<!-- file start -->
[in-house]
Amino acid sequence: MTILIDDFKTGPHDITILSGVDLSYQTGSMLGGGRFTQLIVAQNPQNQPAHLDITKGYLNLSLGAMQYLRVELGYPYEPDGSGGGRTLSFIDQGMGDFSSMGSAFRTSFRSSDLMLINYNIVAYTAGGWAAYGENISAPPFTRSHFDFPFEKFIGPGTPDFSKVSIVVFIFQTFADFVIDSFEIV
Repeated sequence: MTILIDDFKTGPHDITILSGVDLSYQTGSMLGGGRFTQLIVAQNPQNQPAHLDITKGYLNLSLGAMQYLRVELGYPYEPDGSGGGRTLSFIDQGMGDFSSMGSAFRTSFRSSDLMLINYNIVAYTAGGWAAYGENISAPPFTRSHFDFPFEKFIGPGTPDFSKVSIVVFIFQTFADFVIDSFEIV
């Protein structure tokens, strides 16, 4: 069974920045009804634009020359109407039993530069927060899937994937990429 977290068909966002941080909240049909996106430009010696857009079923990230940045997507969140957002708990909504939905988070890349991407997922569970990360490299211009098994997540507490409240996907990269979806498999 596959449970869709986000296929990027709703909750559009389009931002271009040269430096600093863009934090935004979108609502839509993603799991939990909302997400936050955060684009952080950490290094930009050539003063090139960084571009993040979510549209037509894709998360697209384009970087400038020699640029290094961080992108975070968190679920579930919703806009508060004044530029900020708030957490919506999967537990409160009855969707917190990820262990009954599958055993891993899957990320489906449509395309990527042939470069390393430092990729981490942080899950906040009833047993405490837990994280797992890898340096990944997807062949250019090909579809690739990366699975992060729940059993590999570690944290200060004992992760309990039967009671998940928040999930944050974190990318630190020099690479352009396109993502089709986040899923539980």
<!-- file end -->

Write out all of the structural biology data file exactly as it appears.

[in-house]
Amino acid sequence: MTILIDDFKTGPHDITILSGVDLSYQTGSMLGGGRFTQLIVAQNPQNQPAHLDITKGYLNLSLGAMQYLRVELGYPYEPDGSGGGRTLSFIDQGMGDFSSMGSAFRTSFRSSDLMLINYNIVAYTAGGWAAYGENISAPPFTRSHFDFPFEKFIGPGTPDFSKVSIVVFIFQTFADFVIDSFEIV
Repeated sequence: MTILIDDFKTGPHDITILSGVDLSYQTGSMLGGGRFTQLIVAQNPQNQPAHLDITKGYLNLSLGAMQYLRVELGYPYEPDGSGGGRTLSFIDQGMGDFSSMGSAFRTSFRSSDLMLINYNIVAYTAGGWAAYGENISAPPFTRSHFDFPFEKFIGPGTPDFSKVSIVVFIFQTFADFVIDSFEIV
């Protein structure tokens, strides 16, 4: 069974920045009804634009020359109407039993530069927060899937994937990429 977290068909966002941080909240049909996106430009010696857009079923990230940045997507969140957002708990909504939905988070890349991407997922569970990360490299211009098994997540507490409240996907990269979806498999 596959449970869709986000296929990027709703909750559009389009931002271009040269430096600093863009934090935004979108609502839509993603799991939990909302997400936050955060684009952080950490290094930009050539003063090139960084571009993040979510549209037509894709998360697209384009970087400038020699640029290094961080992108975070968190679920579930919703806009508060004044530029900020708030957490919506999967537990409160009855969707917190990820262990009954599958055993891993899957990320489906449509395309990527042939470069390393430092990729981490942080899950906040009833047993405490837990994280797992890898340096990944997807062949250019090909579809690739990366699975992060729940059993590999570690944290200060004992992760309990039967009671998940928040999930944050974190990318630190020099690479352009396109993502089709986040899923539980």